Extreme exercise such as ultra-marathons can lead to blood poisoning, Monash University researchers have found. They monitored participants in a range of extreme endurance events, including 24-hour ultra-marathons, run on consecutive days.
Blood samples taken before and after the events showed that exercise over a prolonged period of time caused the gut wall to change, said lead researcher Dr Ricardo Costa. This allowed naturally present bacteria, endotoxins, to leak into the bloodstream.
“Nearly all of the participants in our study had blood markers identical to patients admitted to hospital with sepsis,” Dr Costa said.
The study found that people who are fit, healthy and follow a steady training program to build up to the extreme events, develop immune mechanisms to counteract the adverse effect.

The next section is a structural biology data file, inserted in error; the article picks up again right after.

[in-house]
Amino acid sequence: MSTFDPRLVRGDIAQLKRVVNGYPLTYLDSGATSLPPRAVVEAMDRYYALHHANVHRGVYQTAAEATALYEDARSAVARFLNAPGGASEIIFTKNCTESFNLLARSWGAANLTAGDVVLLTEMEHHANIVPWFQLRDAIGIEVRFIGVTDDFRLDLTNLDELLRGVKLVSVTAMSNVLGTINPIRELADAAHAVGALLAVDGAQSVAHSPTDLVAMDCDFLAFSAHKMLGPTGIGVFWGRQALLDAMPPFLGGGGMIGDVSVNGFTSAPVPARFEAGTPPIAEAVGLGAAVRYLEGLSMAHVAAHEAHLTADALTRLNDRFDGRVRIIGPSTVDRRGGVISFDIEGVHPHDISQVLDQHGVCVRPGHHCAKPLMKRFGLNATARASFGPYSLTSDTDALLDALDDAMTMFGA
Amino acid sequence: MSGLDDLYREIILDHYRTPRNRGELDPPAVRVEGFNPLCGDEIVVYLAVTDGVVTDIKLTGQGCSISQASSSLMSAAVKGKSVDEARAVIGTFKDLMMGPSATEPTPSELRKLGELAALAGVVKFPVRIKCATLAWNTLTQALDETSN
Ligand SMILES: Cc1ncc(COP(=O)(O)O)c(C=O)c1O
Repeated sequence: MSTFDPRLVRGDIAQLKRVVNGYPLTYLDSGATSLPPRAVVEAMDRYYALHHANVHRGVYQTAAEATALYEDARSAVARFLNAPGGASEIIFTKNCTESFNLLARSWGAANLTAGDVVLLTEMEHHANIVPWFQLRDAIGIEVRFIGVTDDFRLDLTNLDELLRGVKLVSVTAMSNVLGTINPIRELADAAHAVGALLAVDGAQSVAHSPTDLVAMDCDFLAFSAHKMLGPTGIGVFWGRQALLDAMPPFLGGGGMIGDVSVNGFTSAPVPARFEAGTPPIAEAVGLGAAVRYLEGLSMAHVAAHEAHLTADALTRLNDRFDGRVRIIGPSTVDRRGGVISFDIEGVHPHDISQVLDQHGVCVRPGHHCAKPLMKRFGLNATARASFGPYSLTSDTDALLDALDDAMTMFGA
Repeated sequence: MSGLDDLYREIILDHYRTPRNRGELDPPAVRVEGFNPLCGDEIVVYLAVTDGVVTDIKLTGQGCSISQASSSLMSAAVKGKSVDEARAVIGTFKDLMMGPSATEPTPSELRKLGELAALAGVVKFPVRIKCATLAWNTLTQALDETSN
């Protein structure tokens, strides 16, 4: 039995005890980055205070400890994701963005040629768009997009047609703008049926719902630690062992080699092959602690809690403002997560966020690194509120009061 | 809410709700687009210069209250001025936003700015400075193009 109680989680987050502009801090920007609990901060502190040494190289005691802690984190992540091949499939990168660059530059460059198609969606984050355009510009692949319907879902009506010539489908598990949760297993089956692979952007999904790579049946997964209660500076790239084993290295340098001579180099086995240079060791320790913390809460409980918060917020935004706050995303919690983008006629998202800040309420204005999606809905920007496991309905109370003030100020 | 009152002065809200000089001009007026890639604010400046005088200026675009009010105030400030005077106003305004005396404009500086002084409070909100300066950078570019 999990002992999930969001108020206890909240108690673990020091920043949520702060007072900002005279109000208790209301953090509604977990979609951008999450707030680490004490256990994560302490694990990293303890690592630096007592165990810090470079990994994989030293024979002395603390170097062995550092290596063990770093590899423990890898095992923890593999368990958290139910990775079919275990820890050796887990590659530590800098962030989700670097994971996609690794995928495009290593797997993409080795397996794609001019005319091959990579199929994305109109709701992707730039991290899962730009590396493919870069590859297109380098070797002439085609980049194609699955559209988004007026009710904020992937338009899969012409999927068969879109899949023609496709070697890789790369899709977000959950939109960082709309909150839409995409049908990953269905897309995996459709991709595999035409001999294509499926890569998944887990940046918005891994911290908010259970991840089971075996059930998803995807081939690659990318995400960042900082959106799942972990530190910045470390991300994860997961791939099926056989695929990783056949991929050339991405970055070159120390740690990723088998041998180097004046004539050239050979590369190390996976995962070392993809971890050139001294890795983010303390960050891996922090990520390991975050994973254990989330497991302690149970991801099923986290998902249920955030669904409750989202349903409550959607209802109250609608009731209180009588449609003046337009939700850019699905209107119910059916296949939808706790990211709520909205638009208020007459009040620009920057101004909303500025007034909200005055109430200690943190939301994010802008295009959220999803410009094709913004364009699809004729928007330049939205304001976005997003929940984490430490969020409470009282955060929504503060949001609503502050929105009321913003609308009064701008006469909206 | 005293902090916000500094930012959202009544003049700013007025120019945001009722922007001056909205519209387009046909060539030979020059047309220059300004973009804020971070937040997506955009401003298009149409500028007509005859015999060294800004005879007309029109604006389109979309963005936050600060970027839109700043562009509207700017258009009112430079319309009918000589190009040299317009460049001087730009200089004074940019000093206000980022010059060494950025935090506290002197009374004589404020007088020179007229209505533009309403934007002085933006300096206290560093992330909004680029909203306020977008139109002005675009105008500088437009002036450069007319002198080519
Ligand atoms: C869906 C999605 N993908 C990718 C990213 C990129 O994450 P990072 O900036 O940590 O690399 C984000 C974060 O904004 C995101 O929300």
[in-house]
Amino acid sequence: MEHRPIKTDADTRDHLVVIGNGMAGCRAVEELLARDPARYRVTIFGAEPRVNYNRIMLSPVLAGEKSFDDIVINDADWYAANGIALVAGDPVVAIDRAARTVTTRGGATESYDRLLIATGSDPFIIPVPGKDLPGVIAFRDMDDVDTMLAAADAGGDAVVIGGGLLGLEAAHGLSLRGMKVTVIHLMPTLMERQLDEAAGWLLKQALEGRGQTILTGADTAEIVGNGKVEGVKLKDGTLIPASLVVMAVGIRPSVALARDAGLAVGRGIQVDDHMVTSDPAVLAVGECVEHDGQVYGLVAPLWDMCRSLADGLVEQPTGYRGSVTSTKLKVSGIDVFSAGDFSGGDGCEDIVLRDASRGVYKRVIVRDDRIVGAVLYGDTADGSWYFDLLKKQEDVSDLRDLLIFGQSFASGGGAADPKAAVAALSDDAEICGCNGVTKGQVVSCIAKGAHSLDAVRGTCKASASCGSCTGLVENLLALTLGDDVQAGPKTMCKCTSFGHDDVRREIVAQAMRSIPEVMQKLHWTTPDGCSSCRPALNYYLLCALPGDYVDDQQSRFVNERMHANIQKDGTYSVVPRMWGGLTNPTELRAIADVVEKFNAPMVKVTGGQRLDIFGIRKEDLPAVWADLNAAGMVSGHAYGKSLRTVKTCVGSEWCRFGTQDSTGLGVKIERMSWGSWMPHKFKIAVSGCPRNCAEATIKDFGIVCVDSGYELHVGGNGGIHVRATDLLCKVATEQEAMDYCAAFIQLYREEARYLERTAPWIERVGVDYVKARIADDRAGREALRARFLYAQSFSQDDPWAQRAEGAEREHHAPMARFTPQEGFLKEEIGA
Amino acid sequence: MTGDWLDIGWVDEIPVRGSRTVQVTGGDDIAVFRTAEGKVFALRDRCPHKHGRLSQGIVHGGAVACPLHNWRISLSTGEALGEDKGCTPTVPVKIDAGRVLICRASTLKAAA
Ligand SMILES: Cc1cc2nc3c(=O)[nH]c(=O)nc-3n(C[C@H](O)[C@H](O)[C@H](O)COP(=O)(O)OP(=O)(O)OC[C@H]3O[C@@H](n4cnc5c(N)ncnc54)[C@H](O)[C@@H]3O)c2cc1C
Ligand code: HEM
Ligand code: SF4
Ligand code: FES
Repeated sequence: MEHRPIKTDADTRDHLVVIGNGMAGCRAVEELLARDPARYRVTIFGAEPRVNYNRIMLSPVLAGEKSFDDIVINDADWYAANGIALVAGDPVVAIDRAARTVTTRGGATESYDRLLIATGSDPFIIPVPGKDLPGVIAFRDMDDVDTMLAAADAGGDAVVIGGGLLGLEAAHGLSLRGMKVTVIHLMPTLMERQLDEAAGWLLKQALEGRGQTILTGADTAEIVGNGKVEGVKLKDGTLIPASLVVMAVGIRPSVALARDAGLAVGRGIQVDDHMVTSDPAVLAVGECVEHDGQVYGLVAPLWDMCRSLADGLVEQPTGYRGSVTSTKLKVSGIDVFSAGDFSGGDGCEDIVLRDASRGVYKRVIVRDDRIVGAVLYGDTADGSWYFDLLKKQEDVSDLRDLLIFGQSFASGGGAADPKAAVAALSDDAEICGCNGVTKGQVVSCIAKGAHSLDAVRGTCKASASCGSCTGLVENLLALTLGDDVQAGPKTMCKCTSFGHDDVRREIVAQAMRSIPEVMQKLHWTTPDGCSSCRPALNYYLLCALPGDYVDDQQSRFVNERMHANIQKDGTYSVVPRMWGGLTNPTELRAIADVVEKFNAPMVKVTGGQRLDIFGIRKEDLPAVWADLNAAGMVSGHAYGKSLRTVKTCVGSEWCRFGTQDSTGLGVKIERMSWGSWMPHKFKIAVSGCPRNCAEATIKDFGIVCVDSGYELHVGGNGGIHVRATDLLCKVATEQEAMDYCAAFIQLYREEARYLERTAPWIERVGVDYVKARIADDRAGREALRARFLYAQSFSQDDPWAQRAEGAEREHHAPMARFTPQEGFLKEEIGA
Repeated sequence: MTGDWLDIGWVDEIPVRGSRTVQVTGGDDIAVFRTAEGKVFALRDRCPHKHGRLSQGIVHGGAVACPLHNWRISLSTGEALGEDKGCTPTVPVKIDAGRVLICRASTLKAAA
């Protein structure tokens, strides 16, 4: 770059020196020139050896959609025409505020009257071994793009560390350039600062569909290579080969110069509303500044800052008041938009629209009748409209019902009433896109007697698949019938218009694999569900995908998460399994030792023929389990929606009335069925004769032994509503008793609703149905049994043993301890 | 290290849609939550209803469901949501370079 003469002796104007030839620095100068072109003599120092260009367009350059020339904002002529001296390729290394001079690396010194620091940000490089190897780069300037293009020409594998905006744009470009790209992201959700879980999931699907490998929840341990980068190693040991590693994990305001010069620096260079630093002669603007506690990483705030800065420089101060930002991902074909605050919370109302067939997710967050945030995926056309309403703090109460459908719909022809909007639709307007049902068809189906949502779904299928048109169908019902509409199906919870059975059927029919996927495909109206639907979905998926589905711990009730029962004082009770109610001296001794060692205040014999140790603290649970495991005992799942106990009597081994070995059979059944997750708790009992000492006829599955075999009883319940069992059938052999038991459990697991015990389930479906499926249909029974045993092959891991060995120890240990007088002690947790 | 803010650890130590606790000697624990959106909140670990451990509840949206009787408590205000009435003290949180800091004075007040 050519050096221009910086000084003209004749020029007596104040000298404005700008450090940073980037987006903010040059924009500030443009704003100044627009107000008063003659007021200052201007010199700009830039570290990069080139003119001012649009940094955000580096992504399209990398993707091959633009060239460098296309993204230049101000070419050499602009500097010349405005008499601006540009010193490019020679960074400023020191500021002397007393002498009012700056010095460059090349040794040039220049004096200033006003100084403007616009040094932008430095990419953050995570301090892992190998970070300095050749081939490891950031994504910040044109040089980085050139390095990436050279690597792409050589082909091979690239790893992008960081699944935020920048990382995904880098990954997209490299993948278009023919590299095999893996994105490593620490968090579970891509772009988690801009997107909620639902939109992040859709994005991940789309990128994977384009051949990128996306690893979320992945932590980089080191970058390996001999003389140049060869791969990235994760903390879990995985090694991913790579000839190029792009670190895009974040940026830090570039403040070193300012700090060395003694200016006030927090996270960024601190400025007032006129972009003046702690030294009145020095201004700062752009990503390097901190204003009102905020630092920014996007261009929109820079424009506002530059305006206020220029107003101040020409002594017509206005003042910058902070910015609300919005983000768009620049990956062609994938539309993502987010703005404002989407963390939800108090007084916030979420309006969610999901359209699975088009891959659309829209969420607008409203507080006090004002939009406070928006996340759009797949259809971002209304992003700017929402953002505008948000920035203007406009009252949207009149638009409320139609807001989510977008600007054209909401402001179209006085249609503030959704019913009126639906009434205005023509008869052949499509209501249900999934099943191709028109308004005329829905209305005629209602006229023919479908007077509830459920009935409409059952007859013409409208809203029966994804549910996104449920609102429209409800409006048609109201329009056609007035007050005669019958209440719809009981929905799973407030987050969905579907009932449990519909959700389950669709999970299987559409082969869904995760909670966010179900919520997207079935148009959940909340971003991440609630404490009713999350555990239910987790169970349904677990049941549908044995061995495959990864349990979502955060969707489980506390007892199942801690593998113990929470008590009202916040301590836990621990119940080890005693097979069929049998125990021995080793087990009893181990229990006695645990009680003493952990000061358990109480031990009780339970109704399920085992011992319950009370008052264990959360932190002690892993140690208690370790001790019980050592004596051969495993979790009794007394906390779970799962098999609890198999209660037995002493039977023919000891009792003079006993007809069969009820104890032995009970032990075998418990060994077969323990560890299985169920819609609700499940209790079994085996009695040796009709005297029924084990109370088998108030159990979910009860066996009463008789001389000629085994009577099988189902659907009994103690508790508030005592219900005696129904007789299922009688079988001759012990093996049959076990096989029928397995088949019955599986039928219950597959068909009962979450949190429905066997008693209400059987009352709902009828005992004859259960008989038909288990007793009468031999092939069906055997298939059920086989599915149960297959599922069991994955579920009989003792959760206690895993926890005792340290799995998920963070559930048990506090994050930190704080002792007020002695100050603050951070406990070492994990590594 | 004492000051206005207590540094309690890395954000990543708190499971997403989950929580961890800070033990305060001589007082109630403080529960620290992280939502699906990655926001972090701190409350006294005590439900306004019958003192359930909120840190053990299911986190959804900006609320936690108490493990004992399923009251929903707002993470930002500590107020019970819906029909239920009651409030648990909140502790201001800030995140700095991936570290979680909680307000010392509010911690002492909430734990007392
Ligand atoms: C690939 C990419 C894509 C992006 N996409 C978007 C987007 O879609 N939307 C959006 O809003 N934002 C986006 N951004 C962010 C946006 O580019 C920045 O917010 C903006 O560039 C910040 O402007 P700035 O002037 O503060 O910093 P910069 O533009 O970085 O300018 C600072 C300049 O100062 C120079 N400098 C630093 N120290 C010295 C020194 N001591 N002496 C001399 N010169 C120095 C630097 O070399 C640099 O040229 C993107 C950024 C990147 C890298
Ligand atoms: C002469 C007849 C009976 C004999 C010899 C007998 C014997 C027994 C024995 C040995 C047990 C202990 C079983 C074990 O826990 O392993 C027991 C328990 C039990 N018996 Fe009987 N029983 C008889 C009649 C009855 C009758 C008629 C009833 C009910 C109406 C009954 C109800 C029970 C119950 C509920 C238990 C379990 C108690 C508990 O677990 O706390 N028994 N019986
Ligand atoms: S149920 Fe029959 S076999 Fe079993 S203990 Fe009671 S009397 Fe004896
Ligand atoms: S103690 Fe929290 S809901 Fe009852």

“However individuals who take part in extreme endurance events, especially in the heat and with little training, put their bodies under enormous strain above the body’s protective capacity,” the study said.”With elevated levels of endotoxins in the blood, the immune system’s response can be far greater than the body’s protective counter-action.
“In extreme cases, it leads to sepsis induced systemic inflammatory response syndrome, which can be fatal if it is not diagnosed and treated promptly.” The study is published in the Journal of Sports Medicine and in Exercise Immunology Reviews.
“It’s crucial that anyone who signs up to an event, gets a health check first and builds a slow and steady training program, rather than jumping straight into a marathon, for example, with only a month’s training,” Dr Costa said.
Published: 17 June 2015. By AUSTRALIAN ASSOCIATED PRESS
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